Hi All,
In these types of DS questions, if you're sure if a pattern exists or not, you can prove it by TESTing VALUES and being thorough. Here's how:
We're told that Pat bought 5 pounds of apples. We're asked how many pounds of pears could have been purchased with the same amount of money.
**Note: I'm going to assume that both the cost per pound of apples and the cost per pound of pears remains constant.**
Fact 1: 1 pound of pears costs $0.5 more than 1 pound of apples.
IF....
A pound of apples cost $1, then a pound of pears costs $1.50
5 pounds of apples = $5
$5 = $1.50(X pounds of pears)
X = 3 1/3 pounds of pears
IF...
A pound of applies costs $.50, then a pound of pears costs $1
5 pounds of applies = $2.50
$2.50 = $1(X pounds of pears)
X = 2.5 pounds of pears
The answer changes based on the starting price of a pound of applies.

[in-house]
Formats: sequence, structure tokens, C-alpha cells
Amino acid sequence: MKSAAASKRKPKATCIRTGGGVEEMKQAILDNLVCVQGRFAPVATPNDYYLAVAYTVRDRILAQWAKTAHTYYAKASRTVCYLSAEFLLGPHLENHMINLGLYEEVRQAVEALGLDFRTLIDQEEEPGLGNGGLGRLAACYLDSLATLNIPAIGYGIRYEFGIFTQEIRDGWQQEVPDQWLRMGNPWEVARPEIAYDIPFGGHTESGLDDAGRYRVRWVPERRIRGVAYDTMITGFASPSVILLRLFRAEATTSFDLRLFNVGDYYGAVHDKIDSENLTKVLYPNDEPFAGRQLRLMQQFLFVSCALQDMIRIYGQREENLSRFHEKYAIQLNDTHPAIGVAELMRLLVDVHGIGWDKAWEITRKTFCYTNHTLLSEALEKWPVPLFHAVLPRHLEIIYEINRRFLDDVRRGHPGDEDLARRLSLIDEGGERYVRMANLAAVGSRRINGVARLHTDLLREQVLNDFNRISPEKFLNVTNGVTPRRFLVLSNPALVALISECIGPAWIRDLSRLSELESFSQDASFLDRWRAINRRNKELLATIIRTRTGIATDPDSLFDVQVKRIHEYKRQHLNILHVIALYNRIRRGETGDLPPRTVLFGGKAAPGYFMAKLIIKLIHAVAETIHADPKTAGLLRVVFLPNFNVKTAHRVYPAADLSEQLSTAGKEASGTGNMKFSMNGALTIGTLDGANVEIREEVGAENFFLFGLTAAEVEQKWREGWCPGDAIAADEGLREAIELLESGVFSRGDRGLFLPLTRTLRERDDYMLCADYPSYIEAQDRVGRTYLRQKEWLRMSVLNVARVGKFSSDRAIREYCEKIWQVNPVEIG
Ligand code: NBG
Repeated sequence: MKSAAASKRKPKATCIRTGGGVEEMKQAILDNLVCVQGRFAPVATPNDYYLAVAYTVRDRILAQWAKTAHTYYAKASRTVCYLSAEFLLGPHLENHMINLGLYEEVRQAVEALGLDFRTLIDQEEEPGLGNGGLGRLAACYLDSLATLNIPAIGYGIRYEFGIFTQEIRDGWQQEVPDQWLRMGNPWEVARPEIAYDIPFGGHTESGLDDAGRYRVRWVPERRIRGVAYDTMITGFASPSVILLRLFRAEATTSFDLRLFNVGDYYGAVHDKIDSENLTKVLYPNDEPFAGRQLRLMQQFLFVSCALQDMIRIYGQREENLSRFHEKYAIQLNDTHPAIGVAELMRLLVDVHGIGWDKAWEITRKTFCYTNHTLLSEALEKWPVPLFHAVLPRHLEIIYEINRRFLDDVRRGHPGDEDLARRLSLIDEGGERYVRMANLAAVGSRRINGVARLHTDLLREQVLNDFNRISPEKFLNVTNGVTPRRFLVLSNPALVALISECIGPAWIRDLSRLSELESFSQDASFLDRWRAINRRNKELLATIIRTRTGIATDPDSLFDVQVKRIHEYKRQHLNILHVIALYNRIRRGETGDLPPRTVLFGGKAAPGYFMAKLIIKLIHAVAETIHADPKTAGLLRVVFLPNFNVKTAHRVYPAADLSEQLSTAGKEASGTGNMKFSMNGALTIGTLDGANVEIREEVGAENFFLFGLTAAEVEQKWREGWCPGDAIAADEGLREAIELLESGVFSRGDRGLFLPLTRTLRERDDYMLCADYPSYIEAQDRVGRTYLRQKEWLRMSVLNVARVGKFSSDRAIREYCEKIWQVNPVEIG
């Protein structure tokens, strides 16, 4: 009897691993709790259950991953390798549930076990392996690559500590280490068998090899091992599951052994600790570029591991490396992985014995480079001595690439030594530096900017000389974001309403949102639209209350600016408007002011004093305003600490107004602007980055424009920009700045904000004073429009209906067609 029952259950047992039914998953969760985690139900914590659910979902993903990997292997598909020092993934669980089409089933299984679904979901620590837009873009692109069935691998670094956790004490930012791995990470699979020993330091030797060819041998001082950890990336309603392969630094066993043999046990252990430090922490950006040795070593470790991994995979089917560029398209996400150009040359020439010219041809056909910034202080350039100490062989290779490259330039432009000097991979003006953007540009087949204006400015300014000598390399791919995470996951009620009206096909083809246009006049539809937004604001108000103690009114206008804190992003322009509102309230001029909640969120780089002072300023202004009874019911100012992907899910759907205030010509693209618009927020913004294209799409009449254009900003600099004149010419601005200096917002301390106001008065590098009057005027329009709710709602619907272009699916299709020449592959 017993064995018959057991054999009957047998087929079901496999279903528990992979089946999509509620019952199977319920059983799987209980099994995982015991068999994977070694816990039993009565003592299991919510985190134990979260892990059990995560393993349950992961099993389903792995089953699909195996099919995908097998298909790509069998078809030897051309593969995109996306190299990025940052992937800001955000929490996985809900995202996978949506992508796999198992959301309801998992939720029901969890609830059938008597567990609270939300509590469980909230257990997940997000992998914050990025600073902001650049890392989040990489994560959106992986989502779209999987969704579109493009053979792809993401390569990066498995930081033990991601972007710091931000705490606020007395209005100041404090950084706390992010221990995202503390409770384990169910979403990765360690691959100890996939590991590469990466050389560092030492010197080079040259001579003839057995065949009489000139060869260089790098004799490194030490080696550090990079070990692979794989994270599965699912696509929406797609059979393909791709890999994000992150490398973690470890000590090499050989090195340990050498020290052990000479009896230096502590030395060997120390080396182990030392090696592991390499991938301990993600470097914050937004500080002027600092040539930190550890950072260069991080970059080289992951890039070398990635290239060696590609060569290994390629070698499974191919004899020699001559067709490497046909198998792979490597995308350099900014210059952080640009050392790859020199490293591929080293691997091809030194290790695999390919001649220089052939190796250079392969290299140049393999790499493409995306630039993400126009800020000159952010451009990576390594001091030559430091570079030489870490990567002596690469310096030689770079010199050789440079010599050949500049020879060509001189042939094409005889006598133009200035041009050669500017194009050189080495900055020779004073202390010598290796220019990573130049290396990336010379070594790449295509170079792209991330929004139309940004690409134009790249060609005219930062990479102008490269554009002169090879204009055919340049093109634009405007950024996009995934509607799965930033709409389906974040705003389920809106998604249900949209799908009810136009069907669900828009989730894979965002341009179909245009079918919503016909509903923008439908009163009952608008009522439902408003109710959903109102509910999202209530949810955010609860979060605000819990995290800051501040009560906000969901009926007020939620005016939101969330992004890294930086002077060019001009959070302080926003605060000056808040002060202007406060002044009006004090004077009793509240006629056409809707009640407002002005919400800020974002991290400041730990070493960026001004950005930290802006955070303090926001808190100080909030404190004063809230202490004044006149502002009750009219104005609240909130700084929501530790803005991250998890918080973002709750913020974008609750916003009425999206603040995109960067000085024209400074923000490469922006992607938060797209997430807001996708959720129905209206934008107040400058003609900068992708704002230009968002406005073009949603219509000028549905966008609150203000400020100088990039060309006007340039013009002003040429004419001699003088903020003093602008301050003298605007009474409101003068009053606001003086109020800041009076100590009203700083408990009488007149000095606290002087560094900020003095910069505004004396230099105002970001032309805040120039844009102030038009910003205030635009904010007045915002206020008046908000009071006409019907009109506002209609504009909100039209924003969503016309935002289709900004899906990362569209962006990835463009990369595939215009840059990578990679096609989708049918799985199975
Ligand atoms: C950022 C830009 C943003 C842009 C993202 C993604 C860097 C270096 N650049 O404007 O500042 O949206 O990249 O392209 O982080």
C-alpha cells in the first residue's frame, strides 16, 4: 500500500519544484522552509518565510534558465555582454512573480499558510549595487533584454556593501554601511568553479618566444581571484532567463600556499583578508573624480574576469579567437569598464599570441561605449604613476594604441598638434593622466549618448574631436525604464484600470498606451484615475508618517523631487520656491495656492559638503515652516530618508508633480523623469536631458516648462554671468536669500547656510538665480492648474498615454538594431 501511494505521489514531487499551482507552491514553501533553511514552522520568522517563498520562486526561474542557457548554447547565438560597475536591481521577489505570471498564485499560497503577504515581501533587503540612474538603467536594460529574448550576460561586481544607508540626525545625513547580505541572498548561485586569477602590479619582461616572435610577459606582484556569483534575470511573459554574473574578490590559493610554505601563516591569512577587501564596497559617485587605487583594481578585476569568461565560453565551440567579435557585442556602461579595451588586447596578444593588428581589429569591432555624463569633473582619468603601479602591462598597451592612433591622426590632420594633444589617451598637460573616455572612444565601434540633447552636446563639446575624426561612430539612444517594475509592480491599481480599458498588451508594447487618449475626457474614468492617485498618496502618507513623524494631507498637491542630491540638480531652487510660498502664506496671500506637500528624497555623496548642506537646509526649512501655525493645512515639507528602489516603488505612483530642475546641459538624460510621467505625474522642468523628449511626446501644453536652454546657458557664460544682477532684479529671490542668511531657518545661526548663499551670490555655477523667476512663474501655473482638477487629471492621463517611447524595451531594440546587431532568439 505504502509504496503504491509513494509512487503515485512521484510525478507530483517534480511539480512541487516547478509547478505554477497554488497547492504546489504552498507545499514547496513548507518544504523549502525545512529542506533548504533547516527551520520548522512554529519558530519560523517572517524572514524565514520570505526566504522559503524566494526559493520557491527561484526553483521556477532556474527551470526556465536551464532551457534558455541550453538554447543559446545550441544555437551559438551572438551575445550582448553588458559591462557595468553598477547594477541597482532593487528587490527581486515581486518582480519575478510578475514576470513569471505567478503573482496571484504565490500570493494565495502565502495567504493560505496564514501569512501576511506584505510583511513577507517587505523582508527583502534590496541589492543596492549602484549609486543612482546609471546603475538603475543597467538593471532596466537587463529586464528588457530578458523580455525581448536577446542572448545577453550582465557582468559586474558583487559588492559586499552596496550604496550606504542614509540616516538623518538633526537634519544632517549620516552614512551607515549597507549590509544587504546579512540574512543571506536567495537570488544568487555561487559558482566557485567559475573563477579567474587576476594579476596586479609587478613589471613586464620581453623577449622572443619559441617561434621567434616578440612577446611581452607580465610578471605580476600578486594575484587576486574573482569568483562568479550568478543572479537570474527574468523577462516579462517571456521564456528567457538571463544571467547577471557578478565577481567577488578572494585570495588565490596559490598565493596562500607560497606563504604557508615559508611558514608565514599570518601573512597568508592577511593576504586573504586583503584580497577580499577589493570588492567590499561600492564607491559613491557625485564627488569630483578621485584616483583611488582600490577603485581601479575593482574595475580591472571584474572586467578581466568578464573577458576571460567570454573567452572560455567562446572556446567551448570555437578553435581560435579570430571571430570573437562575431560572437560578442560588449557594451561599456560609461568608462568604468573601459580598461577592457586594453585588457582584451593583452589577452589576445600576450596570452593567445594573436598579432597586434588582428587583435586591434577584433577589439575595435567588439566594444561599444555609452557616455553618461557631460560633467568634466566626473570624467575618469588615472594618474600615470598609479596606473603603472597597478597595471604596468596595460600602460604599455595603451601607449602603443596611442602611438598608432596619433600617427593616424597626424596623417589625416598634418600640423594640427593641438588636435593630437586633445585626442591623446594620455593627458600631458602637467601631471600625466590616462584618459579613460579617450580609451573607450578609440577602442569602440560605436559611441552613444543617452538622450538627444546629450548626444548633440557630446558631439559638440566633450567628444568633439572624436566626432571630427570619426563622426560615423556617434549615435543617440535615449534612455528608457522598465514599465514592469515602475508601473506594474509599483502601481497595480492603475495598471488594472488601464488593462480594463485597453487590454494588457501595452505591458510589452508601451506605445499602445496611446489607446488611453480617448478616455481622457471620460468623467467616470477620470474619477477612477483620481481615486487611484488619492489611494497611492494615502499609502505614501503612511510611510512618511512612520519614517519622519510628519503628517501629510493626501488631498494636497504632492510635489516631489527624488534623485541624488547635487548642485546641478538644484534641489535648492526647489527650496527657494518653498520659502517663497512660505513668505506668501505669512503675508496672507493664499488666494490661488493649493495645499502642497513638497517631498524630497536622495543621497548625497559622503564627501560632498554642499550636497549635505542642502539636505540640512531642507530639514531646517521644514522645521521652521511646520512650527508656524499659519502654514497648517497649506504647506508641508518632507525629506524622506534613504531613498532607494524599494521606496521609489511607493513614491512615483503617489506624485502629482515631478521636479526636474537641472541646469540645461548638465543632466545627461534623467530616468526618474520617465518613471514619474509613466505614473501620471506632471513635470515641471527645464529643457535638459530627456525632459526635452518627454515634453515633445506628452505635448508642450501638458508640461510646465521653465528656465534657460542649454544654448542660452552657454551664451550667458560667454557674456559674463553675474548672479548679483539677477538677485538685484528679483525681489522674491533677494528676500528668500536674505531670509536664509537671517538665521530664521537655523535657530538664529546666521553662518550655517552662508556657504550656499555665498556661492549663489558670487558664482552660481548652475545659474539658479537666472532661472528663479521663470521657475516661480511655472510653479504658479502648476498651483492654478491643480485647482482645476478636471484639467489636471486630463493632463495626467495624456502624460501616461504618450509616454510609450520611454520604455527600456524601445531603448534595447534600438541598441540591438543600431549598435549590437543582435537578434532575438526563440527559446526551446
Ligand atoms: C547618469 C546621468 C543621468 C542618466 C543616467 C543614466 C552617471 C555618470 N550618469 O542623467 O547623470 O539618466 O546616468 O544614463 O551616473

Fact 1 is INSUFFICIENT
Fact 2: 1 pound of pears costs 1.5 times as much as 1 pound of apples
IF...
A pound of applies costs $1, then a pound of pears costs $1.50
5 pounds of applies = $5
$5 = $1.50(X pounds of pears)
X = 3 1/3 pounds of pears
A pound of applies costs $2, then a pound of pears costs $3
5 pounds of applies = $10
$10 = $3(X pounds of pears)
X = 3 1/3 pounds of pears
A pound of applies costs $0.50, then a pound of pears costs $0.75
5 pounds of apples = $2.50
$2.50 = $0.75(X pounds of pears)
X = 3 1/3 pounds of pears
In EVERY situation, we end up with the SAME number of pounds of pears.
Fact 2 is SUFFICIENT
Final Answer:
GMAT assassins aren't born, they're made,
Rich
_________________